As the Trump administration rolls out its plans to stanch the HIV epidemic in the United States, a federal report released Wednesday shows that the gradual declines in HIV infections witnessed in recent years have stalled.
The number of new HIV infections has held steady at about 39,000 cases each year since 2013, according to the report from the Centers for Disease Control and Prevention, which focused on infections from 2010 to 2016. Before 2013, officials had seen drops in annual case numbers for roughly half a decade.
The new report is consistent with data previously shared by federal health officials, but it comes as the administration embarks on its plan to end the country’s HIV epidemic within a decade. President Trump unveiled that effort earlier this month during the State of the Union.
“Together, we will defeat AIDS in America — and beyond,” Trump said.
The plan specifically aims to cut new HIV infections by 75 percent within five years and by at least 90 percent within a decade. Top federal health officials — including CDC Director Robert Redfield and Dr. Anthony Fauci, the director of the National Institute of Allergy and Infectious Diseases — have outlined steps that include diagnosing people with the virus as early as possible, starting treatment early to suppress the virus, and protecting people from infections.
Although public health researchers and advocates have been largely welcoming of the initiative, some have said that the administration has an uneven track record on HIV policy. Trump, for example, went a year after firing his HIV/AIDS advisory panel before new members were sworn in, and the administration has also turned back health protections for LGBT Americans.
Men who have sex with men account for about 70 percent of new HIV infections, the new CDC report said. Among men who have sex with men, infections fell 16 percent from 2010 to 2016 for whites, stayed flat for blacks, and increased 30 percent for Latinos.
Other groups facing elevated risks of HIV infection include transgender people and people who inject drugs.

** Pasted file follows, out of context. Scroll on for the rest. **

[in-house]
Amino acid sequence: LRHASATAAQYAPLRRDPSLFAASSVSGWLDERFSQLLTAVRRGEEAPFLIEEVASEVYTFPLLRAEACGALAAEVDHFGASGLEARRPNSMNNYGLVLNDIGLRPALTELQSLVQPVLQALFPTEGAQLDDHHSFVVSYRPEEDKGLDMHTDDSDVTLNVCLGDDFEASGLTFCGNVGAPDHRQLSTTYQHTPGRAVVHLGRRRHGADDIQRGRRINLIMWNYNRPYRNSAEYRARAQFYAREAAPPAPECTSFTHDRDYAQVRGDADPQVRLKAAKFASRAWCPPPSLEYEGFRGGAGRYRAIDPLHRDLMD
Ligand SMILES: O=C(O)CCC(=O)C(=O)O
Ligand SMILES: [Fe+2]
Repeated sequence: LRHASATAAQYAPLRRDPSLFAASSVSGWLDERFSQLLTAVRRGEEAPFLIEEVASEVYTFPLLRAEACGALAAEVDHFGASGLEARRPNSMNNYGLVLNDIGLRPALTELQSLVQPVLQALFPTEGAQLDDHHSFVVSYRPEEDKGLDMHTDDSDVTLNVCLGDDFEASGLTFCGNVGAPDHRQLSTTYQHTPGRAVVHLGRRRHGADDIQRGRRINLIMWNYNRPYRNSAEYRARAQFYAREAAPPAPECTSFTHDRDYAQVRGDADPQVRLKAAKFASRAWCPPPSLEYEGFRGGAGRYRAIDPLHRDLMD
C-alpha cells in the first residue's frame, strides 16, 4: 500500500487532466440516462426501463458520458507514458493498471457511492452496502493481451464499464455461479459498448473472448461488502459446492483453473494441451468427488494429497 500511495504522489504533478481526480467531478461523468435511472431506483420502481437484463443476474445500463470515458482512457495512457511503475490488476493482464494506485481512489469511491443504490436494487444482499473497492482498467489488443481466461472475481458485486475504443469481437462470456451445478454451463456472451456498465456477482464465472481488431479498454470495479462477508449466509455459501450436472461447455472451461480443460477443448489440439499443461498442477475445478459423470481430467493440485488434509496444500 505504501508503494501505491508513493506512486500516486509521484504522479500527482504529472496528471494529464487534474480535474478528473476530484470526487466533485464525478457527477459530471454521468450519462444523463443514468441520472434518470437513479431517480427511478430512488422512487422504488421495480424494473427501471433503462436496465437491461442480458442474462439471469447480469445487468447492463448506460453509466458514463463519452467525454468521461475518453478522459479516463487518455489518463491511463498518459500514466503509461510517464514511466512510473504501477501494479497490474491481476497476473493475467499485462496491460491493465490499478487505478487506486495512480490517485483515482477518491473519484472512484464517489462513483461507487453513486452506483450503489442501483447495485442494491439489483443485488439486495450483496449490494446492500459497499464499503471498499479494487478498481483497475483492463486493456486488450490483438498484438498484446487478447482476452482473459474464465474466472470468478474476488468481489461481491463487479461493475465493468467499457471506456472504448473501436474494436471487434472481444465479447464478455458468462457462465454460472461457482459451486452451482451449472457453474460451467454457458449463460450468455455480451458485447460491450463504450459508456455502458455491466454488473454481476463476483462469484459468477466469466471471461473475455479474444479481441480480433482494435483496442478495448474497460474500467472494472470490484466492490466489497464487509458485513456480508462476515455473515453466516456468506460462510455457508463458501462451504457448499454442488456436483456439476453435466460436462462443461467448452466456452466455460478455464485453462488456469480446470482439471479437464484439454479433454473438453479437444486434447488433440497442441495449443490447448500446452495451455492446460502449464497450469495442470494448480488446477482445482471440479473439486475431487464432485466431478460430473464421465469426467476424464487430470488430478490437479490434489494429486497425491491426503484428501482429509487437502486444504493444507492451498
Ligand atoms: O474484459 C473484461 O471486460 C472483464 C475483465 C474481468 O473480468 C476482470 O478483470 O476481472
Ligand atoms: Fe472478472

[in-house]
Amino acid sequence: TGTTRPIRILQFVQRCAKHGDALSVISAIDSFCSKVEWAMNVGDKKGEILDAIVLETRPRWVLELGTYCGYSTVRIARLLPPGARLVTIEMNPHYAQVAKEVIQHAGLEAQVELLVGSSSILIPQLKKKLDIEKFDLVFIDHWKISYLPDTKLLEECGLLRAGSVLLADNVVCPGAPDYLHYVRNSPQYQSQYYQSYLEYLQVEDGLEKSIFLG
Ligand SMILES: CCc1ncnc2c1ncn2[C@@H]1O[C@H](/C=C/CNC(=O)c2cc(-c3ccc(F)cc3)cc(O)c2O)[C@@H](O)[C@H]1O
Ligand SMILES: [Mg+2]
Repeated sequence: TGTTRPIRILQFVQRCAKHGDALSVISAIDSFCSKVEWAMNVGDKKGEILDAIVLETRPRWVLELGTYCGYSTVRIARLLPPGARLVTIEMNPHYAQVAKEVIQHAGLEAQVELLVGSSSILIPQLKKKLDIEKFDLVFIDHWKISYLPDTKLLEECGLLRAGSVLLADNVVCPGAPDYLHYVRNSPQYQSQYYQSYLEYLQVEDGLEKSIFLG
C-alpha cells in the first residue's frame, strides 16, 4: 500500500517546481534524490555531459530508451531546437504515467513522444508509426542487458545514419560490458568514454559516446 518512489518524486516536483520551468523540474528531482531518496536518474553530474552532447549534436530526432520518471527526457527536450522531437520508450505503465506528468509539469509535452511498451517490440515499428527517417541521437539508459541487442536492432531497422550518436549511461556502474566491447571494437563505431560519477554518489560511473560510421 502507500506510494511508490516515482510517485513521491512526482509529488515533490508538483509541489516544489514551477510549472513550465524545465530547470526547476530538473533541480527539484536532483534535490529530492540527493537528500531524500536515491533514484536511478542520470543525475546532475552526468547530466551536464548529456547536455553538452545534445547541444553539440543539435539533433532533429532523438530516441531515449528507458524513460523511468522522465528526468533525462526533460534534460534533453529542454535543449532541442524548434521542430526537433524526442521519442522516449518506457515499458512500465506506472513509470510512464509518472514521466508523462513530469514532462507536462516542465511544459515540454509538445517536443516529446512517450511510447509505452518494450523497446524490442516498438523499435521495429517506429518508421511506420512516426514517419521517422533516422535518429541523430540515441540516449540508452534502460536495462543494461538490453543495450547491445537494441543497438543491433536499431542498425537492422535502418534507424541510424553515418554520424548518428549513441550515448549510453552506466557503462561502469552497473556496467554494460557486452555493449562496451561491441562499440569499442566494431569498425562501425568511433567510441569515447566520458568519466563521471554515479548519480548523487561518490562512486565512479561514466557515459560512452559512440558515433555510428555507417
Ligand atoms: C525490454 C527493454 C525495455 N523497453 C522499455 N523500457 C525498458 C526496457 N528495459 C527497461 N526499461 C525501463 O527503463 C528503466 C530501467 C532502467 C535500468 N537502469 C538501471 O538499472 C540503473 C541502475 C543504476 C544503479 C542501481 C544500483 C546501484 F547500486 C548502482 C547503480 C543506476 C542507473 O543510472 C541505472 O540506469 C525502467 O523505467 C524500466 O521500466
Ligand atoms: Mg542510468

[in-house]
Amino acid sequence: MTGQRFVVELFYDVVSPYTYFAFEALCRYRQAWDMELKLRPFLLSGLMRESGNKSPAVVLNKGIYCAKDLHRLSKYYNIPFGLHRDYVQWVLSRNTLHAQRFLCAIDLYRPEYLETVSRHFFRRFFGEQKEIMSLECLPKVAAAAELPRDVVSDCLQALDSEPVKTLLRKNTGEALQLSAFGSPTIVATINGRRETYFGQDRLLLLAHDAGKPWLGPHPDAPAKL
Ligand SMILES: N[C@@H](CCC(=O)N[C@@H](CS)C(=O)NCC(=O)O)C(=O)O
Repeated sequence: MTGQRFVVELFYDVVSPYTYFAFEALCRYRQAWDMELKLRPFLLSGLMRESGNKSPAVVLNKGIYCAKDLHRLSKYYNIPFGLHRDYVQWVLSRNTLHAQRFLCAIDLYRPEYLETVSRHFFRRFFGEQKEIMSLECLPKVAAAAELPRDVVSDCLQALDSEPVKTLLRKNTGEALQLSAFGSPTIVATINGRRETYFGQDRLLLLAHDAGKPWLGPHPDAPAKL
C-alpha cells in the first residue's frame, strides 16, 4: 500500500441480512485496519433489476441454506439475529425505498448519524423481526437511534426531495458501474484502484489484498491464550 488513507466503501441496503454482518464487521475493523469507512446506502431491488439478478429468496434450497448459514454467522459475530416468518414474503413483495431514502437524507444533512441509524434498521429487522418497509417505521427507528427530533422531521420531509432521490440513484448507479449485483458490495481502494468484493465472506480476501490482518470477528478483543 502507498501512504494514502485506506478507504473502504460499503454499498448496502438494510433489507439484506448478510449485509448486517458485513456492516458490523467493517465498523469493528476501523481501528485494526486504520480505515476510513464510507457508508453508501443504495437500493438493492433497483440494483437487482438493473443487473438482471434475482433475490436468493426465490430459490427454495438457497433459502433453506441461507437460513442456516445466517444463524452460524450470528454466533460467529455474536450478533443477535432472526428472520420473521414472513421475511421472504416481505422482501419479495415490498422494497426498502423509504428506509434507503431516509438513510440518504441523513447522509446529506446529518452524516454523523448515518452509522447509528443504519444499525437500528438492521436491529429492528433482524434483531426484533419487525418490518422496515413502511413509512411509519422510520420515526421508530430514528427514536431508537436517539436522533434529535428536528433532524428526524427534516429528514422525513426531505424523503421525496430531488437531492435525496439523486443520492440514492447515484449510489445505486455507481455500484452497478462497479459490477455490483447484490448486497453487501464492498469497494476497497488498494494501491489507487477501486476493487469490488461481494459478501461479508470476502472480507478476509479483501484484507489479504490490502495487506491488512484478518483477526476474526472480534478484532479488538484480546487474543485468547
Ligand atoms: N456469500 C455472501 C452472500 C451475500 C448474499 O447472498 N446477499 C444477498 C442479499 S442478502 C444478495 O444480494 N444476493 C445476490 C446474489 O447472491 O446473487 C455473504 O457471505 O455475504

The report also found:
- Rates of HIV infections dropped from 2010 to 2016 for blacks, whites, and people of multiple races, but stayed flat for Asians and Latinos. But overall, blacks had the highest infection rate — 49.6 per 100,000 people — which was almost double the rate for the demographic group at second-highest risk, people of multiple races, which had a rate of 26.9 per 100,000 people.
- In 2016, the rate of infections for men was 23.9 per 100,000 people, but just 5.1 per 100,000 women.
- The Northeast saw a decline in infections from 2010 to 2016, but the Midwest, South, and West all had similar infection rates over the time period.
The CDC estimates that of the roughly 1.1 million people living with HIV in the United States, 15 percent do not know they have the virus. That is why diagnosis and early treatments are key parts of the administration’s new plan: If people know they have the virus, they can start antiretroviral therapies. And if the drugs reduce a person’s viral levels to an undetectable point, that person seems to be unable to spread the virus to another person.
Another element of the new effort focuses on expanding the number of people on pre-exposure prophylaxis, or PrEP — a drug that people who are at higher risk of being exposed to HIV can take to dramatically reduce their chances of contracting the virus. But the CDC has said only about one-fifth of the 1.1 million people who should be taking PrEP do so, in part because of cost and insurance issues and in part because doctors do not always offer it.
The national progress in HIV reduction over the years obscures regional disparities, the persistence of which help explain why the declines have stalled. Cities like San Francisco and New York have aggressively implemented plans similar to the new federal initiative, but such efforts might run into more obstacles in places like the rural South, where stigma and access to care are larger issues.
The federal plan takes geography into account. It is targeting its initial efforts at 48 counties, Washington, D.C., and San Juan, Puerto Rico — places where more than 50 percent of new HIV infections are acquired. The initiative is also focused on seven states with HIV challenges in rural areas: Arkansas, Kentucky, Oklahoma, Missouri, Mississippi, Alabama, and South Carolina.